Last year, I had the pleasure of receiving an advance copy of Darren Dash's latest novel, Sunburn. With only the author's vague description, 'Bigfoot in Bulgaria' to prepare me, I eagerly jumped in with both feet, completely unaware of the sheer chaos waiting in the wings.
I discovered early on that this book has a serious case of one-more-chapter-itis. Sunburn is the kind of story that makes you want to read on into the night, despite having to get up early for work the next day. Reading away my precious sleeping hours, I had no idea how tense I had become until my phone pinged and I jumped out of my skin.
The elements of classic horror are very much present here, and at the core of every horror theme is the simple struggle for life. Darren Dash isn't afraid to go in hard with this or tread where other are afraid to go, with moments of dark humour providing light, albeit brief relief which I often caught myself smiling to. There is an underlying edge of something sinister building throughout the book. The tension increases like a slowly boiling kettle -- you know early in that at some point, it's going to reach boiling point. But not before its time.
My love of horror stems back to my childhood. Barely a teenager, I would sit alone in the dark, watching films that thrilled and tortured me in equal measure. There was something about that raw mix of adrenaline and fear that always kept me coming back for more. Sunburn gave me that same thrill, with Mr Dash taking no prisoners in this dark and compelling tale.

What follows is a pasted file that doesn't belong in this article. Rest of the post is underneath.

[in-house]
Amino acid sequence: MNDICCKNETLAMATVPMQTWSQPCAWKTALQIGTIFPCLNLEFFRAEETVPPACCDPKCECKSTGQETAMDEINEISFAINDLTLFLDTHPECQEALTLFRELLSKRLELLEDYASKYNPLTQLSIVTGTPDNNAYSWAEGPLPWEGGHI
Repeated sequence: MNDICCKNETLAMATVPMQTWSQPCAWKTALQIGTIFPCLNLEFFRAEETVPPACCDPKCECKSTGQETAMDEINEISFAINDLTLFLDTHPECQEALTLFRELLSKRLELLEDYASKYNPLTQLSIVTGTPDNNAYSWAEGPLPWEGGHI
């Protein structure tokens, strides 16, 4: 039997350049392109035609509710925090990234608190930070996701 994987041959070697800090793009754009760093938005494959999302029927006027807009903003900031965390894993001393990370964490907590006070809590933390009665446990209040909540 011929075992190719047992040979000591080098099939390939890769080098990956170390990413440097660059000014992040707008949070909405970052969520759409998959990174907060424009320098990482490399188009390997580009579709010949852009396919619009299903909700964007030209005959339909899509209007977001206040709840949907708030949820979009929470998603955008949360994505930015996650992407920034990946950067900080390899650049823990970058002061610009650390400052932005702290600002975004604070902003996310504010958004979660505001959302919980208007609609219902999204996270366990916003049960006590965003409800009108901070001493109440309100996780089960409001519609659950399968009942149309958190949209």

I immediately felt attached to the main characters, each interesting in their own way but very different from the other. The story also flows nicely, each transition feeling smooth and unhurried, yet pulling me ever onward. I often find when reading a good book, my attention splits at some point or other. Half my attention will be focused on the chapter I'm reading, the other half hovering somewhere near the end, mithering over how current events will effect the final outcome. But Sunburn held me firmly in the moment, demanding my full attention right to the very last page. Then, just when you begin to think you're safe, unholy bloody mayhem ensues.
Every now and again we gain insight into a primal mind, the mind of a somewhat sentient beast. What I found fascinating are the ethical questions that sprung to mind while reading from this unique point of view. Can a beast be seen as evil for carrying out basic instincts? Is is close enough to the human being to be compared to our murderers, killing for pleasure? Personally, I found myself fluctuating between the two throughout the book. However, by the time I reached the final quarter, there was no doubt in my mind about the beasts true colours.
The ending comes full circle in a satisfying, bitter sweet way that feels complete and not left dangling for the sake of it. Overall, I really enjoyed Sunburn and look forward to reading many more Darren Dash books to come. Just don't expect a gentle ride!
You can buy the book in physical or ebook format from your Amazon of choice. Enjoy!
Author of short fiction and journals for writers.